I’m seeing a common theme with a subset of our customers. It goes something like this: An enemy horde is on the horizon and the database team has banded together and barred the gates of Fort SQL Server to keep it at bay or die trying.

Unfortunately, the enemy is “change” and the DBAs have about as much chance of winning as cocker spaniel does in a fight against a pack of velociraptors. It really is just a matter of time.

The particular change du jour that some are stalwartly resisting is the encroachment of virtualization into the hallowed halls of SQL Server. This puzzles me because virtualization is a potentially beneficial change. However, conversations along those lines usually result in a “Keep that virtualization away from my SQL Server!” cry from these DBAs.

In computer history terms, virtualization is by no means a “new” technology. It’s been around for more than a decade. It has already been accepted as the foundation of the modern datacenter and the secret sauce for both public and private clouds. It is also the queen of the fully automated test environment.

Logic, logic, wherefore art thou logic? Can virtualization really be good for everything else, but not good for SQL Server?

Our customers that embrace virtualization and allow us to help them tend to find that it:

  • Adds almost no overhead (1-2% in most cases)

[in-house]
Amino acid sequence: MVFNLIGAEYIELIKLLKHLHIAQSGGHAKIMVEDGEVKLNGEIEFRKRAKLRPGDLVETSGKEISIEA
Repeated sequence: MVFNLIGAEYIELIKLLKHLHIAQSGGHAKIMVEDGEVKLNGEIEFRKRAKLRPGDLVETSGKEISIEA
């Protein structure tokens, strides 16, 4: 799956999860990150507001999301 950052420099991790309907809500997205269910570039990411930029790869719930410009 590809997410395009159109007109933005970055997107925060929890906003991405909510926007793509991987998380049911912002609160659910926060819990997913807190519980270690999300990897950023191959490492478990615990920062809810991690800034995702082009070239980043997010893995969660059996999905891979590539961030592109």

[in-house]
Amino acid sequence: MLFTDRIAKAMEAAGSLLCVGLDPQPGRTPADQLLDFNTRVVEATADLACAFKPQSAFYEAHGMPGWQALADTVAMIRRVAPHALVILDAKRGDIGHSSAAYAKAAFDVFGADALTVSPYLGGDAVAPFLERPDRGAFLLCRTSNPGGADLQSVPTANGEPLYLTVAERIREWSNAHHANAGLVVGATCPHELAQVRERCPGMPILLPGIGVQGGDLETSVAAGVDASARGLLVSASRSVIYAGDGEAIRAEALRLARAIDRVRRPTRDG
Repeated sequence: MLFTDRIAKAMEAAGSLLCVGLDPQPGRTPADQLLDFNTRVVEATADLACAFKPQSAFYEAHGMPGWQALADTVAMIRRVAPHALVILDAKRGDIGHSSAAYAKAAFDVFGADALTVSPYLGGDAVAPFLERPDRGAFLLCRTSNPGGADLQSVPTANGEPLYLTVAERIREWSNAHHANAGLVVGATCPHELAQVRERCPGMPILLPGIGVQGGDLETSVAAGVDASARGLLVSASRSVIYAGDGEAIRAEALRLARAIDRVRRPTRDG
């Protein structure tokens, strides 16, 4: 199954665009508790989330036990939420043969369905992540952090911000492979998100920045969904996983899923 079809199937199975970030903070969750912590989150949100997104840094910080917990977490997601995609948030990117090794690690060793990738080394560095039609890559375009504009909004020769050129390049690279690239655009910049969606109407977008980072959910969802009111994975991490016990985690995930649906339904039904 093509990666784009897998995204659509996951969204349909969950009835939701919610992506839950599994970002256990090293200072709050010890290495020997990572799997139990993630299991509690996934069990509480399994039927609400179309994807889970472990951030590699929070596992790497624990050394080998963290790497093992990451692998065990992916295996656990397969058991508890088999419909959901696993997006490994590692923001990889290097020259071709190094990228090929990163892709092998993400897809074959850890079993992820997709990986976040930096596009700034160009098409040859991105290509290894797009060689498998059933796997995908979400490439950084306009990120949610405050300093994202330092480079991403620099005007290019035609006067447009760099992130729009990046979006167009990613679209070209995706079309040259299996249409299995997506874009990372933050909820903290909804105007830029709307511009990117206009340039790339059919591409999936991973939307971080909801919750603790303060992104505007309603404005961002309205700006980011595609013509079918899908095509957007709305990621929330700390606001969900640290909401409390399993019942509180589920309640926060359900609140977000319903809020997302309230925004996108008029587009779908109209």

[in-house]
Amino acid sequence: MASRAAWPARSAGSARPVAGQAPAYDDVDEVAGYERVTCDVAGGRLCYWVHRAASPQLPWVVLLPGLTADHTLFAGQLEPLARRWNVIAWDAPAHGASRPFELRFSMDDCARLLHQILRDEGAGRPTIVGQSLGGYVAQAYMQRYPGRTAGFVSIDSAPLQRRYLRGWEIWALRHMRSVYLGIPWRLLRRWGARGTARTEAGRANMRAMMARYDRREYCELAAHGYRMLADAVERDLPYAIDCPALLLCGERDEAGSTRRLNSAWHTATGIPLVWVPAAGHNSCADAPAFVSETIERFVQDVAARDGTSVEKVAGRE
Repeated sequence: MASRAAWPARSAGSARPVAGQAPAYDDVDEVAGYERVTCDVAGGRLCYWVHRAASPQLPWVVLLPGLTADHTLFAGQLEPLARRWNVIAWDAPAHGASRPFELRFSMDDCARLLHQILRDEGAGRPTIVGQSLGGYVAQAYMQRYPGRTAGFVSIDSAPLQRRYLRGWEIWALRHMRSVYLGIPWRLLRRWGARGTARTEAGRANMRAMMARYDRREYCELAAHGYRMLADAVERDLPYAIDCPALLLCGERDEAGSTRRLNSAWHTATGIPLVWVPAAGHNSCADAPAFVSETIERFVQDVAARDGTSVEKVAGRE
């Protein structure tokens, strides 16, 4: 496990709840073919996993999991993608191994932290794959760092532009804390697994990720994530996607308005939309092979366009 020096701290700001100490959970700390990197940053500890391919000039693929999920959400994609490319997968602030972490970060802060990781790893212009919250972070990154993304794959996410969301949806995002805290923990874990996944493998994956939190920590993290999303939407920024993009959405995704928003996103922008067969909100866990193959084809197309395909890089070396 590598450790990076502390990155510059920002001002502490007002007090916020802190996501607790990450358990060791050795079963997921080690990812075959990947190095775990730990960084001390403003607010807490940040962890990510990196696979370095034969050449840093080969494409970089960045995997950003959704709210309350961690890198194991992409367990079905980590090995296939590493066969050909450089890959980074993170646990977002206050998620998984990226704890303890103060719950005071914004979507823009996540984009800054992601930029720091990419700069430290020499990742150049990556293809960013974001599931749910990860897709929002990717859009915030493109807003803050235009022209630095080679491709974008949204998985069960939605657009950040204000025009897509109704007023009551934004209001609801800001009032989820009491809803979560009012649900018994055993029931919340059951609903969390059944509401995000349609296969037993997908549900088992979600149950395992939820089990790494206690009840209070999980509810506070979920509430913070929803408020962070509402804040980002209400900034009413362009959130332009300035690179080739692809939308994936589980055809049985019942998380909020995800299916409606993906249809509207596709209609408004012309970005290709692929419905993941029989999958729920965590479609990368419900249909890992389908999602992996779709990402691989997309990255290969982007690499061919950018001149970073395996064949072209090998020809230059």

• Provides some nice options for building (and rebuilding in DR scenarios) standardized servers from templates
  • Gives the only type of failover (either vMotion of Live Migration depending on your invading virtualization horde of choice) that keeps SQL Server’s hard earned self-tuning knowledge
  • Increases the available options for server consolidation which usually improves both hardware utilization and HA/DR options

That is not to say that the pathway to virtualization is a cakewalk which doesn’t have its challenges. Typically, there is new knowledge to be gained and new skills to master. Service monitoring becomes a must have to thwart the “noisy neighbor” scenario and other resource conflicts. At many companies, the DBAs become more reliant on the IT operations staff for certain tasks they previously owned – up to and including some types of failover. However, none of these is by any means terrifying to IT professionals. This is partially because no other field progresses as fast as computing, and over time we’ve gotten used to the pace of our changing technologies.

My business partner Allan has also seen quite a few of these SQL-under-siege situations. It is one of the main reasons that we are teaming up for a talk about virtualizing SQL coming up on Wednesday July 8 at noon EDT for the PASS Virtualization virtual chapter (http://virtualization.sqlpass.org/). If you are interested, please join us there. Click here to register.

Our goal is to help you understand what long-term benefits Hyper-V brings to the table so you will be leading the team doing the planning and deployment. In the end, a great Hyper-V implementation the best defense of all.